His color was black

They wrote:
His color was black.

His features were strong.
His voice was commanding, deep.
His white friends in Denton
always came out
to hear him preach.
Like-wise Generals, Governors, and Presidents.
Born on the Tuckahoe, 1821
(before Fred Bailey
across the river
escaped),
Bishop Wayman died last week.

It’s 1895.  Here.


Bishop Wayman at Tuscola ILThe Legacy of A.M.E Bishop A.W. Wayman
of Tuckahoe Neck, Caroline County, Maryland

Learn more:

Who made you free? — 1821

Do you still see white horses over in those dark woods? — 1830

After these Times of Trouble, the Church went down — 1830-1868

I walked 16 miles home to Tuckahoe — 1848

News went back to Caroline that I was shot and killed — 1866

Long road back to Tuckahoe  —  1870s

Deep Branch Chapel, near the place I was born — 1874

 

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Here is your new water trail map. Don’t get it wet.

The Choptank and Tuckahoe Water Trail is only a memory now.

But the Choptank is still there.   So is the Tuckahoe.   So is the water.  So, hit the trail!  Splash!


The Old Harford Town Maritime Center (OHTMC) in West Denton sank into the river a decade ago.  OHTMC’s  big, beautiful, glossy river trail map and guide soon went out of print.

Anyway, it was hard to fold.

Continue reading Here is your new water trail map. Don’t get it wet.

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Maggie Lee is dead, Joe.

I know, I know . . .   She still shows up in the Registry of National Historic Landmarks.    But I tell you, Joe, Maggie Lee died ten years ago in West Denton!   I have  photos to prove it.


The Chesapeake Bay skipjack Maggie Lee is listed in the Registry of National Historic Landmarks.  Here is how she’s described by the Maryland Historic Trust:

This vessel is a 51′ long two sail bateau, or V-bottomed deadrise centerboard sloop, commonly referred to as a skipjack. She was built in 1903 in Pocomoke City, Maryland, for the oyster dredging fleet. She has a beam of 16′, a depth of 3.8′, and a net tonnage of 8 register tons. …  Maggie Lee is of interest as being one of the older skipjacks still dredging in the Chesapeake fleet. She was built in 1903 in Pocomoke City, Maryland, following traditional Bay-area design and construction methods. She has worked in the oyster-dredging fleet since her building. The vessel is one of the 21 surviving working skipjacks to have been built previous to 1912.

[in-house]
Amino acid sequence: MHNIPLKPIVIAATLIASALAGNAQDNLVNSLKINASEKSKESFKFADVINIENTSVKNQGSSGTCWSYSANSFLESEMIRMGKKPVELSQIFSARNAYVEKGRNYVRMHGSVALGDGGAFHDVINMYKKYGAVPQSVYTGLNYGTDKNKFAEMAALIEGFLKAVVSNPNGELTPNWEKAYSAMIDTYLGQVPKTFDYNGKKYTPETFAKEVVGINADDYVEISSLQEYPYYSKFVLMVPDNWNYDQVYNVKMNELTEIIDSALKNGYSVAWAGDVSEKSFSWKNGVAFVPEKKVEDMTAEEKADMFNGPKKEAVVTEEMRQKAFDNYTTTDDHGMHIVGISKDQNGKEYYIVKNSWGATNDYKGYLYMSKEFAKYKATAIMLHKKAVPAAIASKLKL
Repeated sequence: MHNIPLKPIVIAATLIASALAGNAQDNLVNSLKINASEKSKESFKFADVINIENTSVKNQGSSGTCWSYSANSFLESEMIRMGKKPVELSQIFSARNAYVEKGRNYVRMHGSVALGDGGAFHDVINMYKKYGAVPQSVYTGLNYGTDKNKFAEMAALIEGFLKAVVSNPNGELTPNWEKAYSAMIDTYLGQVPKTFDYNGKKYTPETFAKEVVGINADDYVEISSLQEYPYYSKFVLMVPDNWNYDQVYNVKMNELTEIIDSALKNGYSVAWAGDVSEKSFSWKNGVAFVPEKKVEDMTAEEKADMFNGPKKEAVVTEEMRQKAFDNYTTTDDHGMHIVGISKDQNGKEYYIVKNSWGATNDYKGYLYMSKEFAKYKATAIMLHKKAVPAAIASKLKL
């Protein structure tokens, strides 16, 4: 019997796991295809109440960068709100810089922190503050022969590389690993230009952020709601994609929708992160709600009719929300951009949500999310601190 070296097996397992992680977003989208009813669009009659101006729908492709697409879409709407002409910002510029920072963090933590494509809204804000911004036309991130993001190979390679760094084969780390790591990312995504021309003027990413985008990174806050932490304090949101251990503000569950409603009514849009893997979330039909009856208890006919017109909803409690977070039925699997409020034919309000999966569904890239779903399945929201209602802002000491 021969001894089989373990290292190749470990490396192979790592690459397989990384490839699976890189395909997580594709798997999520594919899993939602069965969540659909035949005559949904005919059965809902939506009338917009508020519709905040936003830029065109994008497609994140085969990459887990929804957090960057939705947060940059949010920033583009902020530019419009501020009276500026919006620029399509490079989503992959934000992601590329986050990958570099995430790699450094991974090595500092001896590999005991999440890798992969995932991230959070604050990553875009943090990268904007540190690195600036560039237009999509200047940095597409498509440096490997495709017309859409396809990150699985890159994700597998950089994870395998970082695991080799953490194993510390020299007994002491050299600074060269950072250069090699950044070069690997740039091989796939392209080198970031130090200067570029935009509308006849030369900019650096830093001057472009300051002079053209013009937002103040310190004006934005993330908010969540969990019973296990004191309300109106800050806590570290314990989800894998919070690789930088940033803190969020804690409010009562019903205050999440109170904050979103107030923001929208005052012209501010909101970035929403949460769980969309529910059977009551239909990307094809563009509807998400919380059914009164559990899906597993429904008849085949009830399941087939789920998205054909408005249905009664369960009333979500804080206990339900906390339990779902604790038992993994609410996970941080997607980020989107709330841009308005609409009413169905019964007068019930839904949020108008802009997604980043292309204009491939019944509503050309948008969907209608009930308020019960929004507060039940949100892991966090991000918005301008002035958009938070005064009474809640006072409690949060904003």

Continue reading Maggie Lee is dead, Joe.

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Caroline’s other Colonel is not as Cool

They don’t like him or follow him.  So social media ignores him.  And history forgets him. How powerful they are!


Caroline County has her Revolutionary War hero and

  • Colonel Richardson High School
  • Colonel Richardson Middle School
  • Colonel Richardson’s tomb at Gilpin Point on the Choptank River
  • Colonel Richardson Maryland State Historical Society marker  on MD 16 between Denton and Preston

Continue reading Caroline’s other Colonel is not as Cool

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Big Yard Sale at Adams Landing. Am moving to Boston.

 Public Sale of Valuable
Personalty

Having decided to leave the State and having no further use for my property, I will sell at public sale, at my home at the Adams Landing Poultry Farm, 1 mile from Denton on the Greensboro road, commencing at 10 o’clock, rain or shine.  I am selling all my property, as I am going to move to Boston, Mass., and I will have no use for same.      Continue reading Big Yard Sale at Adams Landing. Am moving to Boston.